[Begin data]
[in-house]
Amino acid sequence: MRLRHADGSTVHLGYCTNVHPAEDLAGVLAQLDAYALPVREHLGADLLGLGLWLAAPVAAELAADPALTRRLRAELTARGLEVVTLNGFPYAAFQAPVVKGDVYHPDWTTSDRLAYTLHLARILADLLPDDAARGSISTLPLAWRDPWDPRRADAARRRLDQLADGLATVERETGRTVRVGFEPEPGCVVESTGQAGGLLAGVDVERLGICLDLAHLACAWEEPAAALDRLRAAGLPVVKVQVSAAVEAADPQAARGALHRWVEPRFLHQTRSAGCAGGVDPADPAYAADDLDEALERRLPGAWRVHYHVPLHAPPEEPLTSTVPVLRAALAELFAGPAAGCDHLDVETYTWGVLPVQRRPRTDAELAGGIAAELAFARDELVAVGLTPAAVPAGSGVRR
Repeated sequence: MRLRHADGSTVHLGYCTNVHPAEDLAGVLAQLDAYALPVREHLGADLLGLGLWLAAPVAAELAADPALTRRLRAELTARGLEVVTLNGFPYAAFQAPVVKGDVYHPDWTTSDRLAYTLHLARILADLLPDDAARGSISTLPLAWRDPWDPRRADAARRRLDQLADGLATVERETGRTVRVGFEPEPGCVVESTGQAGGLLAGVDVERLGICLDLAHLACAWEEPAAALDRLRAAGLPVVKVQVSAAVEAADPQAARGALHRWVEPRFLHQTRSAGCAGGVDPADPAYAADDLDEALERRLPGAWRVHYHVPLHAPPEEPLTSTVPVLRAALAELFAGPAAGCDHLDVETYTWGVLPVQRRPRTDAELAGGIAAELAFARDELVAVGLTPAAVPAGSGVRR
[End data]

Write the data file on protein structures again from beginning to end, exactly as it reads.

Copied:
[in-house]
Amino acid sequence: MRLRHADGSTVHLGYCTNVHPAEDLAGVLAQLDAYALPVREHLGADLLGLGLWLAAPVAAELAADPALTRRLRAELTARGLEVVTLNGFPYAAFQAPVVKGDVYHPDWTTSDRLAYTLHLARILADLLPDDAARGSISTLPLAWRDPWDPRRADAARRRLDQLADGLATVERETGRTVRVGFEPEPGCVVESTGQAGGLLAGVDVERLGICLDLAHLACAWEEPAAALDRLRAAGLPVVKVQVSAAVEAADPQAARGALHRWVEPRFLHQTRSAGCAGGVDPADPAYAADDLDEALERRLPGAWRVHYHVPLHAPPEEPLTSTVPVLRAALAELFAGPAAGCDHLDVETYTWGVLPVQRRPRTDAELAGGIAAELAFARDELVAVGLTPAAVPAGSGVRR
Repeated sequence: MRLRHADGSTVHLGYCTNVHPAEDLAGVLAQLDAYALPVREHLGADLLGLGLWLAAPVAAELAADPALTRRLRAELTARGLEVVTLNGFPYAAFQAPVVKGDVYHPDWTTSDRLAYTLHLARILADLLPDDAARGSISTLPLAWRDPWDPRRADAARRRLDQLADGLATVERETGRTVRVGFEPEPGCVVESTGQAGGLLAGVDVERLGICLDLAHLACAWEEPAAALDRLRAAGLPVVKVQVSAAVEAADPQAARGALHRWVEPRFLHQTRSAGCAGGVDPADPAYAADDLDEALERRLPGAWRVHYHVPLHAPPEEPLTSTVPVLRAALAELFAGPAAGCDHLDVETYTWGVLPVQRRPRTDAELAGGIAAELAFARDELVAVGLTPAAVPAGSGVRR